The 2018 MLB draft will be held on June 4th in Secaucus, New Jersey. This year with competitive balance picks and compensatory picks, the three day event will see 1,223 players drafted across 40 rounds. Here is part 1 of how I think the first round will shake out.
#1. Detroit Tigers: Casey Mize, RHP, Auburn
Mize is a lock to go 1-1 to Detroit here. Mize has three above average pitches that generate plenty of swing and miss and has tremendous control of all three pitches. His fastball touches 97 at times with some nice run. His best pitch is his splitter which grades out as plus-plus and sits in the mid 80’s. Paired with a mid 80’s slider Mize keeps hitters off balance.
#2. San Francisco Giants: Joey Bart, C, Georgia Tech
The 2018 ACC Player of the Year and ACC Defensive Player of the Year, Bart should go 1-2 to the Giants. Bart has incredible power to all fields thats generated from his quick hands and bat speed. Bart was drafted in the 27th round by Tampa Bay in 2015 but was committed to Georgia Tech. While at GT Bart improved his defense significantly to erase any doubt about his ability to stay behind the plate.
#3. Philadelphia Phillies: Alec Bohm, 3B, Wichita State
Bohm has possibly the best approach at the plate in the draft class and has an impressive feel for the strike zone. In his Junior season so far he’s drawn 38 walks to 28 strikeouts. His advanced approach is paired with considerable power from the right side giving him the potential to cruise through the minors a la Kris Bryant.
#4. Chicago White Sox: Travis Swaggerty, OF, South Alabama
Swaggerty’s calling card is his plus-plus speed which he leverages into producing some above average defense in the OF and creates chaos on the base-paths. He has a relaxed approach at the plate, but at times he can get over aggressive which leads to some swing and miss in his profile. He projects more as an average hitter than a power hitter but he has enough power for it to be noticeable.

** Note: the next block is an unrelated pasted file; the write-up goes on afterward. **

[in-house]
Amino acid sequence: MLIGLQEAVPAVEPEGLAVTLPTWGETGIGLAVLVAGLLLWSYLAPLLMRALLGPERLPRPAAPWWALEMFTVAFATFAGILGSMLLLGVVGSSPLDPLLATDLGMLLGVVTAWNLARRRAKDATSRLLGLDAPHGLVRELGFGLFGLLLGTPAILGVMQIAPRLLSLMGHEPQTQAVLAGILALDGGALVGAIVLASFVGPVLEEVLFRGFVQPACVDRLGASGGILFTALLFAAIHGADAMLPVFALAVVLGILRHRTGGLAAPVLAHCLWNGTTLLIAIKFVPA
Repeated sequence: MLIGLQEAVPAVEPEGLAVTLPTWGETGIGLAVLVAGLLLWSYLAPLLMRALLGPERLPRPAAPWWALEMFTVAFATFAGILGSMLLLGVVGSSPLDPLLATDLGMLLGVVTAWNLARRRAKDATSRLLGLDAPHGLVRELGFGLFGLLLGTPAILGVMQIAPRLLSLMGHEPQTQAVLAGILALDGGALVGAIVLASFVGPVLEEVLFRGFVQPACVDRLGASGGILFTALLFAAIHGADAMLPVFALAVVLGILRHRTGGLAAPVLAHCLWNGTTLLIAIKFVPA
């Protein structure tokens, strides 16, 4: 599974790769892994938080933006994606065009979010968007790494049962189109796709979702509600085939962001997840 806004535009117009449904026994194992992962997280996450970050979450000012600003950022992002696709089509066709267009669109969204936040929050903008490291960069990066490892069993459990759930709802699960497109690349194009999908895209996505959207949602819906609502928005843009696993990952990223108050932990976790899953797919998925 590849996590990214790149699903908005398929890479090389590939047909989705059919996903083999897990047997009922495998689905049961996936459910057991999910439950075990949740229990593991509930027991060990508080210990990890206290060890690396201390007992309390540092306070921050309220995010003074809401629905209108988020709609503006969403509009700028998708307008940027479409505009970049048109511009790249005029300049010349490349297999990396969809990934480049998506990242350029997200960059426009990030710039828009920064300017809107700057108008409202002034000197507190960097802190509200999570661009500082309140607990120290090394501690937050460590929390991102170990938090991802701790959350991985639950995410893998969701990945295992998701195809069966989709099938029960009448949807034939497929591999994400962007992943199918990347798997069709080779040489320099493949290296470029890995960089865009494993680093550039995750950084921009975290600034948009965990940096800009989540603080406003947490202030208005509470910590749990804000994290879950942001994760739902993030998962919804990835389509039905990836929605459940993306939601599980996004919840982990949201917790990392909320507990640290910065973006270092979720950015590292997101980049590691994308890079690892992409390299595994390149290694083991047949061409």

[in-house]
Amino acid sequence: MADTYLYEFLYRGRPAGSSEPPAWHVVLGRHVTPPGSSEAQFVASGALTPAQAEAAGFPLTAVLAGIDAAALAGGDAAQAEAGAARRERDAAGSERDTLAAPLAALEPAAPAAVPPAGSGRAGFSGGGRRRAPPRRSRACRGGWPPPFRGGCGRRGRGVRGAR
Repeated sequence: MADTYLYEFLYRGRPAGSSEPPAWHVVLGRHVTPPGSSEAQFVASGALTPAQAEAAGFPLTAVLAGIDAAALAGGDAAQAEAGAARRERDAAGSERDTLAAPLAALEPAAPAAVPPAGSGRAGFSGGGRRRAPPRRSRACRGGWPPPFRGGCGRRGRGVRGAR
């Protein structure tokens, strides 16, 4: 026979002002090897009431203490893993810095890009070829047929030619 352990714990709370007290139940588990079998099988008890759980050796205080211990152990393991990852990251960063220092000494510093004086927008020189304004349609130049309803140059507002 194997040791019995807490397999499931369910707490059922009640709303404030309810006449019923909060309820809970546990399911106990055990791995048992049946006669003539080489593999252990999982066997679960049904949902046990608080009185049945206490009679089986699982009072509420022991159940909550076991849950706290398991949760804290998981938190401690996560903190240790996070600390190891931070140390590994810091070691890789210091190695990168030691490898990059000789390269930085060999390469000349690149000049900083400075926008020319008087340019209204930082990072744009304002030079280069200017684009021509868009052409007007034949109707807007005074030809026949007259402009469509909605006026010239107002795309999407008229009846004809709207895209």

#5. Cincinnati Reds: Brady Singer, RHP, Florida
The 6’5” hurler has the projection of a top of the rotation arm with at least 2 plus pitches, his fastball and slider. His fastball is probably his best pitch which sits comfortably between 95-97 with a ton of life to it. Singer uses his fastball to set up his slider very well, keeping hitters very off balance. His change-up needs some work to be effective at the major league, but it has taken steps forward over the last season.
#6. New York Mets: Nick Madrigal, 2B, Oregon State
Madrigal’s approach at the plate rivals Bohm’s, and Madrigal has used it to work more walks than strikeouts every season in college ball. His small size (5’7”) limits his power output potential but with the successes of Dustin Pedroia and Jose Altuve, teams won’t teams wont shy away from picking him early. He also comes with impressive speed and instincts on the basepaths that allows him to project for 30+ steals at the major league level.
#7. San Diego Padres: Matthew Liberatore, LHP, Mountain Ridge HS (AZ)
The top left handed prep arm in the draft, Liberatore has a very advance feel for pitching. He controls every pitch he throws and overpowers hitters with his pitchability. He won’t set any radar guns up in flames as his fastball sits in the low 90’s, but it’s deceptive enough generate swings and misses when paired with his above average curveball and slider.
#8. Atlanta Braves: Johnathan India, 3B, Florida